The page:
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April 16, 2024

Things that give me Anxiety.

{*Did you know you can write on Elephant? Here’s how—big changes: How to Write & Make Money or at least Be of Benefit on Elephant. ~ Waylon}

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“I haven’t written anything for months on end. Nothing.” I say to my friend when he prompts me to write things down as we end our conversation. “It almost feels like I have so little to say, and my head is like a bag full of puzzle pieces and I don’t even know if they are making up a single puzzle or are just an eclectic mix of leftovers.”

And then he says: “One of the toughest challenges that people face in their creative pursuits is imagining what other people would think of their work, imagining how they would shake their heads, call it child-like, or laugh it off. If you just tell yourself you are doing it for no other reason than to put words on a paper, without the need for it to turn into anything specific, this might help. Writing is a beautiful way of gaining perspective.”

And so eight months in here it goes:

Things that give me Anxiety

>> Lists. In particular the one that includes “book dentist due to clenched jaw and teeth grinding.”

>> Alerts about school projects. Especially those I know or care little about: “the reign of Elizabeth I” or “Roman Legionaries” or anything to do with friction. There is no greater friend to self-judgment than a 43-year-old woman realizing she is struggling with the year-three curriculum of a seven-year old.

>> Alerts about World Book Day dress-up.

>> Tears from my youngest in her school uniform after World Book Day because I took the word “optional” after the words “dress-up” literally.

>> Alerts about after-school club bookings going live at a particular time that collides with other alerts.

>> The realization that I booked kids theatre tickets on the weekend I am meant to be away and “relaxing.”

>> A prescription for my daughter’s rash medication that is facing supplier problems.

>> Work emails starting with “Just a gentle reminder….”

>> Someone scheduling a work lunch…anyone/anytime.

>> Opening the drawer with “the toiletries” and outdated medicine, daily, in search of anything that could somehow be required to leave the house reasonably kempt.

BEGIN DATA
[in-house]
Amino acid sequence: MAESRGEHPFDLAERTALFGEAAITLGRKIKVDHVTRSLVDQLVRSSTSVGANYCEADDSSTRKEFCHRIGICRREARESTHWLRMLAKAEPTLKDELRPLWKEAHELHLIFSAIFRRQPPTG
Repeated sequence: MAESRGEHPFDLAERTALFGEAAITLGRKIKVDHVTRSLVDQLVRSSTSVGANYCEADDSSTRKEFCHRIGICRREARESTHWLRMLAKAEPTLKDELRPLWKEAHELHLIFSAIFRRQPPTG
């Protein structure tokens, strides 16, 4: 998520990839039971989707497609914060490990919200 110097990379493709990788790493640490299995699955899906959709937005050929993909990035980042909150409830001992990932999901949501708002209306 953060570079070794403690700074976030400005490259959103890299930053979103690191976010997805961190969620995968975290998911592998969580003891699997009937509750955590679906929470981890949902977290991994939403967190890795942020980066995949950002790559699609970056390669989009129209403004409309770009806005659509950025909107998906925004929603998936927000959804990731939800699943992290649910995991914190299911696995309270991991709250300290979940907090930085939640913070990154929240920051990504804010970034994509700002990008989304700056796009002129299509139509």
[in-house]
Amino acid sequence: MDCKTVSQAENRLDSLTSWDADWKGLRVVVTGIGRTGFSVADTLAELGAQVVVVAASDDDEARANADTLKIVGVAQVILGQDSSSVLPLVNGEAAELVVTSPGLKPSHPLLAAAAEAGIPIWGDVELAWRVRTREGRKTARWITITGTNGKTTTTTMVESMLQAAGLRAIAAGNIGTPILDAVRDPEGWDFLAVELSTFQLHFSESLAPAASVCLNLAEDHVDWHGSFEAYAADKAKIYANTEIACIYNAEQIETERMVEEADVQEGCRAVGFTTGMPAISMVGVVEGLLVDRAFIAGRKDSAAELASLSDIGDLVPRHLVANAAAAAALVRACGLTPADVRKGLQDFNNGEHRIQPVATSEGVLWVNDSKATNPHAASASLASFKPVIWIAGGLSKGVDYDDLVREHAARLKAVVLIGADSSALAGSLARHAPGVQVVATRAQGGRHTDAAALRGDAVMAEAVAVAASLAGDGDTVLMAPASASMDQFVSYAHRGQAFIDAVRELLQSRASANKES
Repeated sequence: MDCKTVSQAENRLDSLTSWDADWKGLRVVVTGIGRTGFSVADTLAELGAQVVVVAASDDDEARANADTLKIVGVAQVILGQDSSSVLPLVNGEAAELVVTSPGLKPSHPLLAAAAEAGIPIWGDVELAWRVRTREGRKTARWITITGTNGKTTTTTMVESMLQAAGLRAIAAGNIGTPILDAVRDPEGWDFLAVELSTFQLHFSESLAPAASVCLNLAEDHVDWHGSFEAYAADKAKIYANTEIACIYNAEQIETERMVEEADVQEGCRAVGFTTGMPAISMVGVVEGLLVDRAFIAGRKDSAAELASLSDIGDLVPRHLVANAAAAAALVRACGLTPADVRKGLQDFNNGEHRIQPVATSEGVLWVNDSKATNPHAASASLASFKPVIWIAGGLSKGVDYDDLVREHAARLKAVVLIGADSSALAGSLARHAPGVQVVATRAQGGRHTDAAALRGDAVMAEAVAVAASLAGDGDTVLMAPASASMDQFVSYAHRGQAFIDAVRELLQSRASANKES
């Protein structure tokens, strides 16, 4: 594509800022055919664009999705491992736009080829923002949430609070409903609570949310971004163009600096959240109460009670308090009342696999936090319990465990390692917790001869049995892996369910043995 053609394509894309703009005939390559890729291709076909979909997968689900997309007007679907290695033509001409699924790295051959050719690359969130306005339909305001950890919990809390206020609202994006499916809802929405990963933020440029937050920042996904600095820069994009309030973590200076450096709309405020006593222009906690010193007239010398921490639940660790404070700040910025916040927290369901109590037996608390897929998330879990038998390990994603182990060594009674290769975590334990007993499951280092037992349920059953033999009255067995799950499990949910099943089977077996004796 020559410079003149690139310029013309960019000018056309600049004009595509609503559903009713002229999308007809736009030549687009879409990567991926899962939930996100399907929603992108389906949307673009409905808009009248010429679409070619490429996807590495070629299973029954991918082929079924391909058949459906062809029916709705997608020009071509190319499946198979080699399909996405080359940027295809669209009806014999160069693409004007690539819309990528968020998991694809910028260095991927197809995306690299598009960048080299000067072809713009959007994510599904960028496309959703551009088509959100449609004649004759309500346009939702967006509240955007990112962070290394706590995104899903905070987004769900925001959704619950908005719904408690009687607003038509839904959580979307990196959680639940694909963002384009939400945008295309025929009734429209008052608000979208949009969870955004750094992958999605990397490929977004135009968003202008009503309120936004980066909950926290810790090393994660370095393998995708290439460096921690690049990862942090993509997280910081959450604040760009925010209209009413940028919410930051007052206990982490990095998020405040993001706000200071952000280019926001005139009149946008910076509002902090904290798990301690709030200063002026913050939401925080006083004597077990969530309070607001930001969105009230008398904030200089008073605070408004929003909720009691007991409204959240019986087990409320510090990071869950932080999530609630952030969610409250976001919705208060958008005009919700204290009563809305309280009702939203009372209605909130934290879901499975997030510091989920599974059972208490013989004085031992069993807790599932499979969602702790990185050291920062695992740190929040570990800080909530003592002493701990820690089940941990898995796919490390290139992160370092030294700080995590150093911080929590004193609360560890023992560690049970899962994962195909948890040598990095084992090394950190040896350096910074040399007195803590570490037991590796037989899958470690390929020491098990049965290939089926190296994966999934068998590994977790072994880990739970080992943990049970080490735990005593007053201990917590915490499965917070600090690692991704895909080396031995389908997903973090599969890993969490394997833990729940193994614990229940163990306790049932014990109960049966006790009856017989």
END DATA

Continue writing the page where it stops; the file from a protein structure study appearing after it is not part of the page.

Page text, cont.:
>> Parents’ evenings.

>> Parents’ workshops.

>> The school boiler being broken in December.

>> When one of my children has a fever over 39 degrees.

>> When I have a fever.

>> When I open the freezer and there are no frozen peas left.

>> When I open the freezer to ram something in and there is no space left.

>> When the freezer is full because bits of ice are hanging down the top like obese stalactites taking up a third of the already limited shelf space.

>> Thinking about defrosting the freezer and expending 30 percent of my daily energy trying to blank this spine-tingling thought from my mind: me with a hair dryer blowing into the unplugged freezer trying not to electrocute myself whilst bits of melting berries discolour the kitchen table. A race against time.

>> Every day I open the front door and realise the key gets stuck without moving.

>> When none of the four items I ordered from H&M fit, and instead of contentment, I am left with the dread that I have to repackage and queue at the post office.

>> Looking at that package for days.

>> The guilt of repackaging and reposting said items and my contribution to climate change and plastic waste.

>> Looking at the grime at the bottom of my kids’ electric toothbrushes.

>> Looking at my daughter’s grown-up teeth breaking through sideways.

>> Thinking about private orthodontist bills.

Then all of a sudden, I notice my children have fallen asleep either in my arms or in their beds and I turn my head or sneak it through the door and listen to their little sniffled breaths, mouths half open, arms and legs outstretched like starfish, with that natural ease only kids have and love breezes in and wraps me and my anxiety in a crumpled and beautiful little package and I think “It’ll be okay” and my shoulders let down some. “It’ll all work itself out.”

Then at 6.45 a.m., the alarm goes off with an overly enthusiastic ringtone sarcastically entitled “Presto!” and before I open my eyes, I lift my fingers to my jaw and think, “Ouch, why is this so tight?”

~

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